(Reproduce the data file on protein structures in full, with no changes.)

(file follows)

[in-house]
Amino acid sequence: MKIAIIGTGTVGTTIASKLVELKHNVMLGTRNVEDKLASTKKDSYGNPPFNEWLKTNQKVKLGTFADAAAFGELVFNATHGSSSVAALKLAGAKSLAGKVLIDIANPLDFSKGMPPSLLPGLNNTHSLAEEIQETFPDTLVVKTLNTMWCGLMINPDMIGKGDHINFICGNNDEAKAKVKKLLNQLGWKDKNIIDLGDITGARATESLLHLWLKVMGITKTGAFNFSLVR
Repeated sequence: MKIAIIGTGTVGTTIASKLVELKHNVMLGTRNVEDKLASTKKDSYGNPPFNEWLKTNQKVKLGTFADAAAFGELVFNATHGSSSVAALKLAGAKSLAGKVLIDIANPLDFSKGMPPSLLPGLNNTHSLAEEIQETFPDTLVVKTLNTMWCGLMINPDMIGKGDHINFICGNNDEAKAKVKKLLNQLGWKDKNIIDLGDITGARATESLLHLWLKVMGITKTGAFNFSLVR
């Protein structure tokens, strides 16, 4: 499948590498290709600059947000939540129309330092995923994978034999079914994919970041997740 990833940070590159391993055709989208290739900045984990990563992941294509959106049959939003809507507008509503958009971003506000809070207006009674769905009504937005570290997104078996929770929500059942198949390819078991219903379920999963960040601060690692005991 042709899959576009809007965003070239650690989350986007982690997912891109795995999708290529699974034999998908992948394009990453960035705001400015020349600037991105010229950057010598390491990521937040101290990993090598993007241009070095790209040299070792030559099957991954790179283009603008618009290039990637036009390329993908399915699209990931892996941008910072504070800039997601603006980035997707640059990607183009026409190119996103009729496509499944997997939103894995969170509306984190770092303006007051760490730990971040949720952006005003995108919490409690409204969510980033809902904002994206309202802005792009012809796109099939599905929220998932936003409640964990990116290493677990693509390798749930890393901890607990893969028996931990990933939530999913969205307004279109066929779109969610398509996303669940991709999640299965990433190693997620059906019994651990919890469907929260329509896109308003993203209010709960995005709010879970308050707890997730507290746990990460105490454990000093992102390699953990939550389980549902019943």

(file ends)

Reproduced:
[in-house]
Amino acid sequence: MKIAIIGTGTVGTTIASKLVELKHNVMLGTRNVEDKLASTKKDSYGNPPFNEWLKTNQKVKLGTFADAAAFGELVFNATHGSSSVAALKLAGAKSLAGKVLIDIANPLDFSKGMPPSLLPGLNNTHSLAEEIQETFPDTLVVKTLNTMWCGLMINPDMIGKGDHINFICGNNDEAKAKVKKLLNQLGWKDKNIIDLGDITGARATESLLHLWLKVMGITKTGAFNFSLVR
Repeated sequence: MKIAIIGTGTVGTTIASKLVELKHNVMLGTRNVEDKLASTKKDSYGNPPFNEWLKTNQKVKLGTFADAAAFGELVFNATHGSSSVAALKLAGAKSLAGKVLIDIANPLDFSKGMPPSLLPGLNNTHSLAEEIQETFPDTLVVKTLNTMWCGLMINPDMIGKGDHINFICGNNDEAKAKVKKLLNQLGWKDKNIIDLGDITGARATESLLHLWLKVMGITKTGAFNFSLVR
């Protein structure tokens, strides 16, 4: 499948590498290709600059947000939540129309330092995923994978034999079914994919970041997740 990833940070590159391993055709989208290739900045984990990563992941294509959106049959939003809507507008509503958009971003506000809070207006009674769905009504937005570290997104078996929770929500059942198949390819078991219903379920999963960040601060690692005991 042709899959576009809007965003070239650690989350986007982690997912891109795995999708290529699974034999998908992948394009990453960035705001400015020349600037991105010229950057010598390491990521937040101290990993090598993007241009070095790209040299070792030559099957991954790179283009603008618009290039990637036009390329993908399915699209990931892996941008910072504070800039997601603006980035997707640059990607183009026409190119996103009729496509499944997997939103894995969170509306984190770092303006007051760490730990971040949720952006005003995108919490409690409204969510980033809902904002994206309202802005792009012809796109099939599905929220998932936003409640964990990116290493677990693509390798749930890393901890607990893969028996931990990933939530999913969205307004279109066929779109969610398509996303669940991709999640299965990433190693997620059906019994651990919890469907929260329509896109308003993203209010709960995005709010879970308050707890997730507290746990990460105490454990000093992102390699953990939550389980549902019943």